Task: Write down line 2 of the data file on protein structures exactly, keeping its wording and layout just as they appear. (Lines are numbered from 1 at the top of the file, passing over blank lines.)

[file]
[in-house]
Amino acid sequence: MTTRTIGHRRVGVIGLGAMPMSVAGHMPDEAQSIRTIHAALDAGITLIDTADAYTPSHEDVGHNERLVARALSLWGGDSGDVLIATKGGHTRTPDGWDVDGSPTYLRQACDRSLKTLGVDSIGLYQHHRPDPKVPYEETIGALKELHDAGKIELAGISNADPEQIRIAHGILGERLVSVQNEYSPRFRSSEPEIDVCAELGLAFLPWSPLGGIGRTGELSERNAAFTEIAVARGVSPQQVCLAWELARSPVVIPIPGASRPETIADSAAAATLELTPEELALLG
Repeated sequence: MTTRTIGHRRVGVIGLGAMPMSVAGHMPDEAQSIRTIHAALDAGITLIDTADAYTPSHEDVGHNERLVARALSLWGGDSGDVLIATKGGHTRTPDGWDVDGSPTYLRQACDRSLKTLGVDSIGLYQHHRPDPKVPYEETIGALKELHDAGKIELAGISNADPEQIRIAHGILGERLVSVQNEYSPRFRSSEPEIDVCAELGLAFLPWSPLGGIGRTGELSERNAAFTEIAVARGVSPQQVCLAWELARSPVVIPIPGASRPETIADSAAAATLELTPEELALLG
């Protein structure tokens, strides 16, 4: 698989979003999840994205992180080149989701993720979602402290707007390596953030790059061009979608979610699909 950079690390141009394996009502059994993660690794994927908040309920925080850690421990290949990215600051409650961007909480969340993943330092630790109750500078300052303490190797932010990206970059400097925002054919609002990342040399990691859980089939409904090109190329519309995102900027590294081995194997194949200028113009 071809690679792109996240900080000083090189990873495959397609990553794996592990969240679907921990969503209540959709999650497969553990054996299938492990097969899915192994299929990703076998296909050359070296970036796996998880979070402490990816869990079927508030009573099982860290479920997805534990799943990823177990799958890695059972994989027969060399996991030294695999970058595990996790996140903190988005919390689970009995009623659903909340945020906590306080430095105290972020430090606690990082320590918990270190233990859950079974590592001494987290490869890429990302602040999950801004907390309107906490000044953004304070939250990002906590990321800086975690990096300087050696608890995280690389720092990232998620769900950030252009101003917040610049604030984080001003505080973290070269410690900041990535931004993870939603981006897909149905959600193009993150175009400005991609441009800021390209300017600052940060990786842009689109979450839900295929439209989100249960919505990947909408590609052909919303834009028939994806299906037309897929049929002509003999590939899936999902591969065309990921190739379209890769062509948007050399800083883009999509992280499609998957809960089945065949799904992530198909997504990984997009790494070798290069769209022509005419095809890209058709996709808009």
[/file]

Amino acid sequence: MTTRTIGHRRVGVIGLGAMPMSVAGHMPDEAQSIRTIHAALDAGITLIDTADAYTPSHEDVGHNERLVARALSLWGGDSGDVLIATKGGHTRTPDGWDVDGSPTYLRQACDRSLKTLGVDSIGLYQHHRPDPKVPYEETIGALKELHDAGKIELAGISNADPEQIRIAHGILGERLVSVQNEYSPRFRSSEPEIDVCAELGLAFLPWSPLGGIGRTGELSERNAAFTEIAVARGVSPQQVCLAWELARSPVVIPIPGASRPETIADSAAAATLELTPEELALLG